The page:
And there is more that landlords can be doing to help cut bills, says James, including changing the temperature that flows around the radiators in the property – it’s called the flow and return. James recommends a low-flow showerhead, which reduces the water coming through the shower, meaning less gas is needed to heat that water in the first place.

Finally, James advocates for making full use of recent technological advances like an electricity monitor, which allows tenants to see in real-time exactly how much energy they’re using, which can really encourage a change in behaviour and get people to reduce their electricity consumption.

Is Rent Guarantee Insurance worth it?

Throughout the most critical period of the Covid-19 pandemic, Rent Guarantee Insurance was pulled from the shelves, and many landlords found themselves regretting not having it. So is it worth investing as the cost-of-living crisis bites? Given that the industry could be on the precipice of another rent arrears crisis, we asked James to weigh in on the value of this product:

I find it invaluable. I’ve been using it for years in lots of my properties because it does two things: first, it pays out on rent that’s not paid by the tenants, and secondly – more importantly – it will cover your legal fees, which could be far more than the rent that they’re not paying you. So yes, it’s a very good product, it’s a tax-deductible expense, and it’s a no-brainer. I would highly recommend it.

Act soon to increase your EPC rating

So, James’s key message about energy efficiency is to act soon and implement all the no-cost and very-low-cost measures immediately. Start to talk to your tenants about the simple things they can do themselves. 

Do I need to tell my insurer when I’m upgrading?


So, our energy efficiency expert encourages landlords to get stuck in and not to delay. But there’s one important to-do on the list before you get the contractors in. Mashroom mortgage expert Matthew Crawley explains how energy efficiency updates could impact insurance.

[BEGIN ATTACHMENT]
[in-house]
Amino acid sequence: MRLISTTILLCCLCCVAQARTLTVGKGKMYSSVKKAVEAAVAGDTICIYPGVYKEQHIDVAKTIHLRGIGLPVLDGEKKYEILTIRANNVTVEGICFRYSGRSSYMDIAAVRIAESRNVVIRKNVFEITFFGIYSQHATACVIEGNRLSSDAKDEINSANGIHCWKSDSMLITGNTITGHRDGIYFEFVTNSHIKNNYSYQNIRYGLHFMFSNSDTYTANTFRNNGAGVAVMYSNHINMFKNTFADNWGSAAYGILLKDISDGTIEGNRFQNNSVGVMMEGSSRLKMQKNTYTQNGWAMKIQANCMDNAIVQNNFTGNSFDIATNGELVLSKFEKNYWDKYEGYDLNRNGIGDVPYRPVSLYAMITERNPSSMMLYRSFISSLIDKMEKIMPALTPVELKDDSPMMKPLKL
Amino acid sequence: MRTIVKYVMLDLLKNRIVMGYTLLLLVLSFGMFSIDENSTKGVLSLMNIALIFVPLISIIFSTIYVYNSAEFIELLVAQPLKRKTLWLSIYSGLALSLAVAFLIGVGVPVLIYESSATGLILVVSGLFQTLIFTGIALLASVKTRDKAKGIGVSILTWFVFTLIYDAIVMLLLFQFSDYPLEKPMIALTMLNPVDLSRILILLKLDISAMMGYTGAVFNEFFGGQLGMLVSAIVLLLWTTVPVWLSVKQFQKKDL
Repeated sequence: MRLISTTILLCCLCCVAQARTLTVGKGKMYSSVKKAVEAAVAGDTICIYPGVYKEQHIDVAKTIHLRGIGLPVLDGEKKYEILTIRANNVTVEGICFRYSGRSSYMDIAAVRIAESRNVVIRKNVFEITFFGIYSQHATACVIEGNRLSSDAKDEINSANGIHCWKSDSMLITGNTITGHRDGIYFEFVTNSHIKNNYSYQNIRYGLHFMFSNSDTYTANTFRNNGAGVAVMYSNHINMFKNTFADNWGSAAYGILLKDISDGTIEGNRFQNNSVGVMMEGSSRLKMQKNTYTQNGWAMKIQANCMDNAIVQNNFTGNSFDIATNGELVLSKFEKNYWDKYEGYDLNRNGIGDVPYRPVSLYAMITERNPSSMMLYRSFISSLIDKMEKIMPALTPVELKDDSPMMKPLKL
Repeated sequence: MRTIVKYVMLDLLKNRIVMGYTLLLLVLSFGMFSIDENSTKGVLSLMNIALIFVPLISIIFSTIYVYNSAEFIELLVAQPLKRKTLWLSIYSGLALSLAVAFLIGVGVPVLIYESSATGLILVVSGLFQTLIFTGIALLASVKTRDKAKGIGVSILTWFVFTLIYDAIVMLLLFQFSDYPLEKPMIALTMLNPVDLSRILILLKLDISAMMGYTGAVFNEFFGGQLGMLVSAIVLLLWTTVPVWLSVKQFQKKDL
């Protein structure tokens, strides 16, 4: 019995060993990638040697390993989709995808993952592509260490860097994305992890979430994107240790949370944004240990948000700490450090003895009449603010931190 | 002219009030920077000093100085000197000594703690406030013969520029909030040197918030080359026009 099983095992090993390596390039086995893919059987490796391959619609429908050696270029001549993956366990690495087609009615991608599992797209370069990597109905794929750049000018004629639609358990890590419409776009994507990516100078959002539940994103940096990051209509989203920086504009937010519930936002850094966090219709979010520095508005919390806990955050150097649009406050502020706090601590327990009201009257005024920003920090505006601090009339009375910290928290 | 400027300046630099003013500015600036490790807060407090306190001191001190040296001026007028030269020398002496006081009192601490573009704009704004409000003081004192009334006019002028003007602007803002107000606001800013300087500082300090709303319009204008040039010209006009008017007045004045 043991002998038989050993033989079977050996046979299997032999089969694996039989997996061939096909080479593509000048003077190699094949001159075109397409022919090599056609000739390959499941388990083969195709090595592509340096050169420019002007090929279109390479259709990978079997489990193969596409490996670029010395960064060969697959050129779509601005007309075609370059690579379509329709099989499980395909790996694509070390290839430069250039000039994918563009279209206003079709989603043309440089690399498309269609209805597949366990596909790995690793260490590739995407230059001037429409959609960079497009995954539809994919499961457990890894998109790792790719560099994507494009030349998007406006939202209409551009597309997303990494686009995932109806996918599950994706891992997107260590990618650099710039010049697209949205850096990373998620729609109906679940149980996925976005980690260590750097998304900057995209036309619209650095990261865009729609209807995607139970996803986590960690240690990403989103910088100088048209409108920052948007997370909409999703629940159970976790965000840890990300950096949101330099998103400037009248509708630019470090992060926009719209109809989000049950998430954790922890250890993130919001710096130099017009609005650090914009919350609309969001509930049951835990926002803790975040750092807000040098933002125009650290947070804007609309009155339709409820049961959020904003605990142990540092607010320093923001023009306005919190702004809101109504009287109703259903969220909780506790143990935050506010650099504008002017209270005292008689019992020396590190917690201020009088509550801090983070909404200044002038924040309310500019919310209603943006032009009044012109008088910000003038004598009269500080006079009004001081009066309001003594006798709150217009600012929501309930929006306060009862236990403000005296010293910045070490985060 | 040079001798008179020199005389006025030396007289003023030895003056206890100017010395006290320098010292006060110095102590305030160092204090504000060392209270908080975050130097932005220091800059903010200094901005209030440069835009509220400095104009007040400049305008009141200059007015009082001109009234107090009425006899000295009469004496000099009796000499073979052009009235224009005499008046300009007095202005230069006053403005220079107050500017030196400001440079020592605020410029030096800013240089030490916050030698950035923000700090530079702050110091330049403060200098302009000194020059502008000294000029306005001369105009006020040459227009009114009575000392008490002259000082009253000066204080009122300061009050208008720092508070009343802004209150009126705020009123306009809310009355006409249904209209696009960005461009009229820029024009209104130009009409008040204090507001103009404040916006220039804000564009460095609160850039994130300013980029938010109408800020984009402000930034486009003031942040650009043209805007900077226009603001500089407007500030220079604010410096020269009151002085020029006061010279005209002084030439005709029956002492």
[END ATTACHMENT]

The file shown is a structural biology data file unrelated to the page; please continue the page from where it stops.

It depends on the scale of the changes, Matthew clarifies. “If you’re making changes such as swapping a lightbulb to an LED light bulb, then you wouldn’t need to notify them [your insurer], but if it’s something that’s more structural – say putting insulation into walls – then they would need to know, as it is going to increase the risk to the insurers.”

If you don’t let your insurers know about these changes, you could have invalidated your policy:

Say there’s a burst pipe or an ‘escape of water’ claim. There is a likelihood that the insurers wouldn’t pay out, so then you’d be out of pocket, also the tenants may have to move out in that situation, which could cost a lot more if insurance won’t cover it. So it’s definitely in the landlord’s best interests to let the insurer know. It’s better to be safe than sorry.

The latest mortgage turmoil


Financial market turmoil has caused steep interest rate rises and huge uncertainty in the mortgage industry, resulting in record numbers of mortgage products being taken off the market, and borrowers’ tracker and standard variable rate repayments increasing. And the Bank of England has indicated it will raise interest rates again if it thinks it necessary, leading to economists predicting the base rate could rise to 5.8% – that’s more than double the current rate.